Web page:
Is it worth forcing yourself to try new foods?
If you’re a food-loving, not-very-picky grown-up who yet retains some vestigial culinary aversions, your powers of adulthood dictate that you never have to put olives on your pizza, raw onions on your sandwich, or milk in the glass next to your chocolate chip cookie. Once you’ve shed the serious vegetable hate or pasta-with-butter obsession you might have harbored as a child, I think you’re merely reasserting your independence by saying no to the dishes and ingredients you abhor. It’s one of the prime benefits of cooking for yourself. You eat what you love and avoid what wrinkles your nose or turns your stomach. All the nose-wrinkling in the world, however, won’t save you from culinary FOMA, which is what happened to me when every food person I admired claimed beets were great but I strongly disagreed.
Though I abandoned my Cheerios-only diet a long, long time ago, until a few years ago, I could still provide you with a full list of foods I didn’t like: mushrooms, beef chili and hamburgers, cheesecake, yogurt, and olives, among others. Those jumped into my likes column in the last five years. (I still won’t seek out ‘shrooms, liking cheesecake was hardly laborious, and it turned out yogurt just had to be full fat to be worth eating.)
The dislike inventory was condensing, but at the top of the list a longtime foe refused to budge. Yet, despite their jellied texture, muddy flavor, and hand-dying prep work, today I’m moving that entry over to the other column. Hello, beets.
Among the beet admirers in my world is the guy whose farm I buy from via my CSA. When this year’s autumn onslaught came in, I finally decided not to put my bunch in the trade-in box. Instead, I mounted a campaign to let beets seduce me. Here’s what I learned from the crusade.
First, I grabbed yellow or chioggia (pink-striped) beets whenever I could. To prep beets, you somehow have to remove their skins. When you remove the skin of a red beet, your fingertips turn red. The dye is temporary, but these other varieties barely graft their hue onto you at all. Once you convince yourself you like beets, feel free to switch to red. But while in purgatory, make the seduction easier by dodging all that dye.
I opted to cook the beets before peeling them, because cooking loosens the skin, helping the pieces slide off easily. The best method I found was fairly standard for beets though different from everything else you cook: you steam-bake the beets in a baking pan that’s lined with water and covered. There’s no timer needed, you just pull them out occasionally, stick a paring knife in, and if the beets are soft, they’re ready. I learned to peel them once they’re cool. Steam-bake all your beets at once; store them peeled or unpeeled, but definitely cooked. Then you can make salads or sandwiches as you go.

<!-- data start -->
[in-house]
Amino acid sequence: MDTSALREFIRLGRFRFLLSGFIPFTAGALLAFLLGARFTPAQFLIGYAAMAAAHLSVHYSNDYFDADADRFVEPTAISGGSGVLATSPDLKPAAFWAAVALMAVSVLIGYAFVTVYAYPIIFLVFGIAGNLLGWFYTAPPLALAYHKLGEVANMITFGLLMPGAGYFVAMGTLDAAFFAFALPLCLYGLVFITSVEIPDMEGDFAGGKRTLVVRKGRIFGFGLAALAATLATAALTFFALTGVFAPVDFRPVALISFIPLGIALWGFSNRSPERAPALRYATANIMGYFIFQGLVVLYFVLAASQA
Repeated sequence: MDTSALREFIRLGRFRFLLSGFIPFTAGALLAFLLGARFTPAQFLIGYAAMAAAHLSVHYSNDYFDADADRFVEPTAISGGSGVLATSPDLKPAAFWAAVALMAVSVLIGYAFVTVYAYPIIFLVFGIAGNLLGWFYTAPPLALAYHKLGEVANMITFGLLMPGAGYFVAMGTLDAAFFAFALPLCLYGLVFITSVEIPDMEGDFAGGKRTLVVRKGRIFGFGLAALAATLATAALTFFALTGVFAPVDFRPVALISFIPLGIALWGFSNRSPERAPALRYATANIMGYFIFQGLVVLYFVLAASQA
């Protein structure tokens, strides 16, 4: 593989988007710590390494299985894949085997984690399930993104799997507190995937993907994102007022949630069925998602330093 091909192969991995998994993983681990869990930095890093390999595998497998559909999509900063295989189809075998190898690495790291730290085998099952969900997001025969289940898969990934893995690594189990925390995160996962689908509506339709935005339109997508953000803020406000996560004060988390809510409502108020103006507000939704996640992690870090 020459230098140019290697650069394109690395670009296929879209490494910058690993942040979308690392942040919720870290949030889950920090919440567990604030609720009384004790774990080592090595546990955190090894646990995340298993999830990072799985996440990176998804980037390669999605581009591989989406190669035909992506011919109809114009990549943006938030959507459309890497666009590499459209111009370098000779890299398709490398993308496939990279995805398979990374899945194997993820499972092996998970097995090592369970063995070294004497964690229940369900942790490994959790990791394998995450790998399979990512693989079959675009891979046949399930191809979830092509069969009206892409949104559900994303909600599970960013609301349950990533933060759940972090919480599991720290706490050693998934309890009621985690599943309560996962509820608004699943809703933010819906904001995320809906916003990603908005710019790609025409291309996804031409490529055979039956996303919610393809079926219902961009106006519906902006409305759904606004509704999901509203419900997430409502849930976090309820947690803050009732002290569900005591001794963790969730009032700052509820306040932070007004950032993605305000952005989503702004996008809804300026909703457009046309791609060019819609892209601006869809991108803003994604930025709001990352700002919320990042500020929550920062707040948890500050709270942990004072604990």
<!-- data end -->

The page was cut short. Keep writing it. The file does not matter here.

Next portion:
Second, beets need tanginess. They’re sweet in a dull way. Adding tanginess doesn’t come easily to me. Usually, I like way more olive oil in my vinaigrettes than lemon. I want to eat, not pucker. But beets need the acid. I found myself dabbing on more and more vinegar until at last the beets were truly palatable.
Third, I added both creaminess and crunch to beets in all the ways my culinary creativity could come up with. I’m going to give you a second recipe for serving beets later in the week, but in this first one, blue cheese and toasted Brazil nuts, manages to fix the texture problem, big-time. The gooey cheese and toothsome nuts lift every beety bite out of mush-ville and into a poised, enigmatic, tasty place.
Are there foods you don’t like but wish you did?
- 2 bunches beets, greens removed, rinsed
- Lemon or vinegar
- about 4 small cooked beets, sliced in ¼-inch slices
- ½ lemon, juiced
- 2 tablespoons crumbled blue cheese
- About 6 Brazil nuts, toasted then chopped
- Good olive oil
- Chopped parsley, for garnish
- Make the beets. Preheat the oven to 400°F. Place the beets in a baking pan. Pour in water to come up to about 1 inch in the pan. Cover tightly with foil. Roast the beets until a paring knife goes in with barely any resistance, usually around 40 minutes, but possibly longer or shorter depending on the size. If the pan dries out while you're cooking, pour in a little more water. Cool the beets, then using a paring knife to remove and discard the skins. Drizzle with a little bit of lemon juice or vinegar. Store in the fridge, or use immediately.
- Arrange the sliced beets on a plate. Drizzle with lemon juice and sprinkle with salt. Top with the blue cheese crumbles and the Brazil nuts. Pour on just a little bit of good olive oil. Taste, adding more lemon, salt, or olive oil as you like. Scatter on the parsley. Serve with a slice of bread.